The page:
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Discuss Beckett’s Waiting for Godot as a tragicomedy.

“Waiting for Godot” as a “tragicomedy” in two acts was an absurdist play written by the playwright
Samuel Beckett first in his favoured language, French (En attendant Godot) in 1948. It was translated
in to English in 1953. When the play was first performed in the Theatre de Babylone, Paris, (1953) it
caused a lot of hostility and anxiety in the audience as they tried to figure out who Godot was. When
Alan Schneider, who was to produce the first American production of “Waiting for Godot”, asked
Beckett who or what was meant by Godot, he received the answer, “If I knew, I would have said so in
the play.” (Martin Esslin, “The Theatre of the Absurd”)

Tragicomedy is a literary genre which contains elements of both tragedy and comedy. This absurdist
piece of drama belongs to the tradition of the Theatre of the Absurd, (gained momentum at the same
time as the production of the play- after the World War II), basically expressed that human existence
had no meaning or purpose and logical constructions paved the way for illogical or irrational speech.
According to Esslin, “The Theatre of the Absurd has renounced arguing about the absurdity of the
human condition; it merely presents it in being, that is, in terms of concrete stage images.”

These “concrete stage images” include farcical scenes, crude physical humour etc. The play starts
with Estragon fiddling with his boots, taking them off and wearing them back again and again. In the
next scene, Vladimir constantly plays with his hat, taking it off and peering inside it. In another scene,
Vladimir and Estragon throw the hat to each other. These actions have been borrowed from the
tradition of the circus acts. Such actions invoke laughter from the reader, but the dialogue is also
interspersed with nonsensical words and half witted abstractions. The protagonists of the play,
Vladimir and Estragon, are tramps whose position in society is marginal. Their class position in itself
is tragic as they are a part of the lowest rung in the hierarchy of society. Having the tramps as the
protagonists there is a radical shift in who can be a protagonist. Even though nowhere in the play are
they referred to as tramps, there are allusions to the same:

Vladimir: You should have been a poet.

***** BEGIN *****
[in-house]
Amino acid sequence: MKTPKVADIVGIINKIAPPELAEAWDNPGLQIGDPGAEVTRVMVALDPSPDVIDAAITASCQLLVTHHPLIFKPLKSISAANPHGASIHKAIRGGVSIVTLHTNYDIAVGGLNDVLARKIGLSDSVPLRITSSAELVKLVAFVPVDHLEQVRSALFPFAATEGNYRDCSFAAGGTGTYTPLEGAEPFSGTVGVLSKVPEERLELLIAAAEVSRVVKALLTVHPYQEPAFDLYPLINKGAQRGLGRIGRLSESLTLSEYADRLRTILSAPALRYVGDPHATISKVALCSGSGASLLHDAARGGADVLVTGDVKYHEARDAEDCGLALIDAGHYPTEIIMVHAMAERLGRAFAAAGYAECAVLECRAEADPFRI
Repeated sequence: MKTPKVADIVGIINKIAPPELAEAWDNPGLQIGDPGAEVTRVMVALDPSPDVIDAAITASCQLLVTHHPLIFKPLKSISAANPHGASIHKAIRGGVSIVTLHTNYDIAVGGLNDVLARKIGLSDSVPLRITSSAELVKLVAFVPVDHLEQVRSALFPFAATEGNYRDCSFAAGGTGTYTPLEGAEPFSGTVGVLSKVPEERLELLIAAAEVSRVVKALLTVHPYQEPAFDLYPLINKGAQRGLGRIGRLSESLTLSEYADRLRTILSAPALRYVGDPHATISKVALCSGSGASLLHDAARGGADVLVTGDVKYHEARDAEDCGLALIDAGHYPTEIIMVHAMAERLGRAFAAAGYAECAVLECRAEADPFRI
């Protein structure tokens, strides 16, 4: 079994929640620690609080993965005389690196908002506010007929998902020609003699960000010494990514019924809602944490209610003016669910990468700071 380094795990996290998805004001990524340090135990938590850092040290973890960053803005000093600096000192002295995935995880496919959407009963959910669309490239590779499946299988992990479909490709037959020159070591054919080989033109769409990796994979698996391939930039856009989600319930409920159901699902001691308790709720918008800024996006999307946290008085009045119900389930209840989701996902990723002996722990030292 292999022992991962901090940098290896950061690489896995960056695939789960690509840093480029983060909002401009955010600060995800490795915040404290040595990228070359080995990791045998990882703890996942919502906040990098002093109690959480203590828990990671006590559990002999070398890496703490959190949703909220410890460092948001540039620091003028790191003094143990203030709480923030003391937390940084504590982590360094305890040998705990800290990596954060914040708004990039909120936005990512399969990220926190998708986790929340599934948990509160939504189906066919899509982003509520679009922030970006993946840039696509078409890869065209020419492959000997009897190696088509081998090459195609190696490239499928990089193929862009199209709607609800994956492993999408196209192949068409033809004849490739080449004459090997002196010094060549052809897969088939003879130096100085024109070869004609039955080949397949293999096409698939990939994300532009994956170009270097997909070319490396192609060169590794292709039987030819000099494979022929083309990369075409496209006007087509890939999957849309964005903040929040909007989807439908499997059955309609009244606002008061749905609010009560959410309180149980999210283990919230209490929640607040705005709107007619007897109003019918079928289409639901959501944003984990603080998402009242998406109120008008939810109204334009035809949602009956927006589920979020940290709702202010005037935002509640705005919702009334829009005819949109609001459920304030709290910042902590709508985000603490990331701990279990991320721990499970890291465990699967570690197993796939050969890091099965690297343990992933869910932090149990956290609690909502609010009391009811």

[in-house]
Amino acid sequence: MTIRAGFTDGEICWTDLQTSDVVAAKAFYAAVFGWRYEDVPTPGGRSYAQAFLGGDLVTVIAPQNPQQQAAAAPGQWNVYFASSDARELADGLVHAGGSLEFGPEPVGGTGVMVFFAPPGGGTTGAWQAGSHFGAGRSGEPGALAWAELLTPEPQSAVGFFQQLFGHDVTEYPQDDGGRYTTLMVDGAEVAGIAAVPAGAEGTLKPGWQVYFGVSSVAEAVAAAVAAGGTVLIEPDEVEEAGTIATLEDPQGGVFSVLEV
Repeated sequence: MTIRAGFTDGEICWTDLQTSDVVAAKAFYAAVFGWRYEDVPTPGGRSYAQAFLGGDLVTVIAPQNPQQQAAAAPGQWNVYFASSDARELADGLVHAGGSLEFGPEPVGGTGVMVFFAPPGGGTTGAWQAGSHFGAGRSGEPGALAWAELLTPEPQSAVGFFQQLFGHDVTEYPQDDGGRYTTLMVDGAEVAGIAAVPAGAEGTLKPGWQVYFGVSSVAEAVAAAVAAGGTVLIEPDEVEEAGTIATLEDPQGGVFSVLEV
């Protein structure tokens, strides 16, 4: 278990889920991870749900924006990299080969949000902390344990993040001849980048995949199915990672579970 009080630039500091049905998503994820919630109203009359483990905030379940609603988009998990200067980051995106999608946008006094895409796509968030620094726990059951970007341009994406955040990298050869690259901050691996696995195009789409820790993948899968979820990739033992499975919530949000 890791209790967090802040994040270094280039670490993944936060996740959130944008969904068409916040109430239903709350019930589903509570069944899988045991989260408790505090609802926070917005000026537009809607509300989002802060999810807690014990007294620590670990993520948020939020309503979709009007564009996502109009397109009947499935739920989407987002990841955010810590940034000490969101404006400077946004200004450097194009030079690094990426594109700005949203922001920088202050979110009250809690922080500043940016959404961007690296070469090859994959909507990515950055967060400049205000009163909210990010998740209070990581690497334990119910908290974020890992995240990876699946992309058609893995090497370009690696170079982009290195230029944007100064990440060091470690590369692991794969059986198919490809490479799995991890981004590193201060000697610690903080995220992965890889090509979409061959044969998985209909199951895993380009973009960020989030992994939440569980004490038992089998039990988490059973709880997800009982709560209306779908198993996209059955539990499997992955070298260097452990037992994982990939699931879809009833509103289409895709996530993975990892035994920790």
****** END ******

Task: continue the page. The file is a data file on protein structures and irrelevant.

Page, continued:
Estragon: I was. (Gestures towards his rags) Isn’t that obvious?

The parallels to the circus and music hall is also explicitly stated when Vladimir comments on the
“charming evening” they are having and how it is “worse than being at the theatre.” There are also
scenes in which Vladimir’s trousers fall to the floor upon loosening the cord, Estragon’s gestures to
encourage Vladimir to urinate off-stage and other such actions aid the reader into believing that
nothing of significance happens in the lives of the tramps. One of the most farcical situations the play
is when the tramps in their wait for the elusive Godot think about hanging themselves which in turn
might result in an erection. In spite of the pair having spent time together, it is not clear whether they
have a close relationship:

Estragon: I had a dream.

Vladimir: Don’t tell me.
Estragon: I dreamt that-
Vladimir: DON’T TELL ME!

But right at the beginning of the play Vladimir questioned Estragon whether the “same lot beat him.”
Vladimir also irritably informed him that “boots must be taken off everyday” when Estragon is
struggling with them. The relationship between the two is quite ambiguous. There are suggestions to
homoerotic love which a reader/audience in the 1950s would not have been entirely comfortable with.
The reader also sees the despair and illogicality which surrounds all the characters in the play. What
passes in the play are not events with a definite beginning and an end but types of situation which
repeat themselves throughout the play. There is an element of circularity as “nothing happens, nobody
comes, and nobody goes.”

The most tragic event in the play is that Godot never shows up and the tramps decide to wait “until he
comes”. The pair ceases to believe that they exist independently. (“We’re not tied”, “Don’t touch me.
Don’t question me. Don’t speak to me. Stay with me.”) It is condemnable that the pair waits without
hope and is stripped of illusions. Albert Camus in his essay “The Myth of Sisyphus” conveys the
source of our anguish is that we long for meaning conveyed by a universe that cares but discover that
it does not. This is proven in the play when Estragon suggested that the two of them should hang
themselves as they had nothing to do. Keeping in mind their class position as well, it would have been
expected that their lives had no motive and purpose. Camus suggested that Sisyphus was happy in
spite of pushing the bolder up the mountain because he had risen above his fate and considered
himself as superior to the inanimate object. Foucault said that time has its own viscosity. Vladimir and
Estragon spend their time doing nothing, constantly forgetting their train of thought ant yet they
passed their time. Time has little or no meaning in the play. The subject of the play is not Godot but
waiting, the act of waiting as an essential and characteristic aspect of the human condition. What is
tragic is that Godot is symbolic for almost anything- object, person, even death.